Innovation in a Downturn
Helen Mallovy Hicks
Chris Dulny, a partner in the Assurance and Advisory Services Group of PwC, tallks about how crucial it is for technology companies to keep investing in innovation, especially during troubled financial times.
Dean: Welcome to Strategy Talks with Dean and Helen, part of the PricewaterhouseCoopers Managing in a Downturn podcast series. I’m Dean Mullett, co-head of our Restructuring and Distress Strategy Group, and a member of our Credit Crisis Task Force.
Helen: And I’m Helen Mallovy Hicks, a Partner in the Advisory Practice of PricewaterhouseCoopers in the Dispute Analysis & Valuations group.
Dean: The current state of the economy is understandably of great concern for most Canadian businesses. This series of audio podcast discussions with a variety of subject matter and industry guests are designed to help your business weather the storm by exploring some of today’s hottest issues related to the economic crisis.
Dean: In today’s episode, Innovation in a Downturn, are joined by Chris Dulny, a partner in the Assurance and Advisory Services group of PwC. He will help shed some light on just how the economic downturn is affecting technology companies and what might be different this time. Welcome, Chris.
Chris: Thanks Dean.
Helen: So tell us, how are technology companies faring in the current economic environment?
Chris: Well technology companies are seeing difficulties just like all companies are seeing. Perhaps not to the extent we’re seeing in the manufacturing and service sector, but this economy is still producing some challenging times. There’s still a lot of opportunities for tech companies that innovate. At the end of the day, opportunities available for companies who do it right have a great product or service and are producing something that is really relevant to the end user. And that’s the key here. Success in this time really depends on the ability to refocus on and understand your customer. Successful tech companies still have a lot of opportunity today.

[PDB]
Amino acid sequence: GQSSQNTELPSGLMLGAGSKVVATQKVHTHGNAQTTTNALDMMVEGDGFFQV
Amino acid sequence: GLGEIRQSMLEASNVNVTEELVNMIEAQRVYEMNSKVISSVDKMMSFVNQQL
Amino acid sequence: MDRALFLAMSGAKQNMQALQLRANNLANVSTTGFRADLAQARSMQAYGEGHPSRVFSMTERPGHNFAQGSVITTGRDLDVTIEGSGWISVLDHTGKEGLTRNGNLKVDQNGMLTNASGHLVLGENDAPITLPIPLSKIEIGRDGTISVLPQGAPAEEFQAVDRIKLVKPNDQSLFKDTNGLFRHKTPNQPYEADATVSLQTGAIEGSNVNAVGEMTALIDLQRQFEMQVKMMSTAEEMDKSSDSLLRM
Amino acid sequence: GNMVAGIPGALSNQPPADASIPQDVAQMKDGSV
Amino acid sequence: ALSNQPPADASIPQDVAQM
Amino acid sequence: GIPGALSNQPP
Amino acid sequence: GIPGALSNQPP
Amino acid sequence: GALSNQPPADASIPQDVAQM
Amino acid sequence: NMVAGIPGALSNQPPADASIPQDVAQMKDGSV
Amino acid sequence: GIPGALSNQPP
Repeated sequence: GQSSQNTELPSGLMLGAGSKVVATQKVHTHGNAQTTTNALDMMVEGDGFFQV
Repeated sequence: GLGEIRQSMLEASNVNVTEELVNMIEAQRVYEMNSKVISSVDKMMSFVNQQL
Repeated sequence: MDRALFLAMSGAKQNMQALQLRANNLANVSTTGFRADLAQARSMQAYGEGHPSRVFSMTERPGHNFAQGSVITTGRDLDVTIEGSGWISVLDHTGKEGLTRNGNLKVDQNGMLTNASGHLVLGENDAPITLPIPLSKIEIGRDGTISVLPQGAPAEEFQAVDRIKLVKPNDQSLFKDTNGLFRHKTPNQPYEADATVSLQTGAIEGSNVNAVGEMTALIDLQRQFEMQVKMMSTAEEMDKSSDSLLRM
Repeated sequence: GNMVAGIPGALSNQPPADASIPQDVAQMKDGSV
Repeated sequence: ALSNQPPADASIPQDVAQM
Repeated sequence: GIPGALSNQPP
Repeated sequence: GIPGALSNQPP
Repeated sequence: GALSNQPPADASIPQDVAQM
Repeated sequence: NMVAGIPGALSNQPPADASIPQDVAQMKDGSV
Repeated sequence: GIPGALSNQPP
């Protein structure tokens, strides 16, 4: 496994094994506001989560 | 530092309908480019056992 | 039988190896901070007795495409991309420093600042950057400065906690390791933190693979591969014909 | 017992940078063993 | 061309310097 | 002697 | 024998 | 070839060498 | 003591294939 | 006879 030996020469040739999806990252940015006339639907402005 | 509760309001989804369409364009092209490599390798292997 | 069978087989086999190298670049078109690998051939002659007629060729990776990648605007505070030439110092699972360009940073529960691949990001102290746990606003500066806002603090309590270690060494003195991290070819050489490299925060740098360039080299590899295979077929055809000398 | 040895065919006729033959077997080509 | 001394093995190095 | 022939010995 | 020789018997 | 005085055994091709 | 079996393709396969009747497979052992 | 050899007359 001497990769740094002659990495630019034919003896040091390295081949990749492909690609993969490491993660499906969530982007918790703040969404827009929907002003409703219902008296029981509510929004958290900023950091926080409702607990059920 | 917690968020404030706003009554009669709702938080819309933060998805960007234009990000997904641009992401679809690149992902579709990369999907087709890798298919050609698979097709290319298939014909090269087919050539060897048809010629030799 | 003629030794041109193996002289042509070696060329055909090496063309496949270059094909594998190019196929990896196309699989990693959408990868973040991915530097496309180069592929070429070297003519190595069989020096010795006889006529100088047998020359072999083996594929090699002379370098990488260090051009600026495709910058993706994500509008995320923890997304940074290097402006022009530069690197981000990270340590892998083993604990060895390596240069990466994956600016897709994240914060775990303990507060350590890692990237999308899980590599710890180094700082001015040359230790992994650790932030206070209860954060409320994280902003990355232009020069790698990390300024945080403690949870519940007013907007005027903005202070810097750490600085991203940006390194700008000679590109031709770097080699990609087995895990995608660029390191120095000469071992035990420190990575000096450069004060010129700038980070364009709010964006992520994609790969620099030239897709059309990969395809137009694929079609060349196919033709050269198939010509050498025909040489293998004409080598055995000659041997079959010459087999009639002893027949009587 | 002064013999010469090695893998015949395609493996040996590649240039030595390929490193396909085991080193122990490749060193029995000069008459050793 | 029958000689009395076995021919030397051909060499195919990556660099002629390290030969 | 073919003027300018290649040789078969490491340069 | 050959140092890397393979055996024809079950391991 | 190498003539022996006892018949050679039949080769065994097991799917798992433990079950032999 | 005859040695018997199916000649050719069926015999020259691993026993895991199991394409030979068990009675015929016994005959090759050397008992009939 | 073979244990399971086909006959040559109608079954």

Companies who get it right focus on their great products and really focus on the customer in terms of understanding them and understanding what they need. I think there’s a real need for innovation. Even in this downturn, CEOs and CFOs are still focused on driving efficiency. If fact, a recent PricewaterhouseCoopers survey said that 80 percent of CEOs surveyed around the world said that innovation was not only important, it was critical. And that’s what’s different in the technology industry. These are product offerings that help with efficiency, get information across in a much better way, and although there is a high level of caution in this current environment, people are still focused on driving innovation.
Dean: Having gone through that dot com boom and bust back in the early 2000’s, do you think lessons learned there have positioned technologies companies to be better prepared this time around?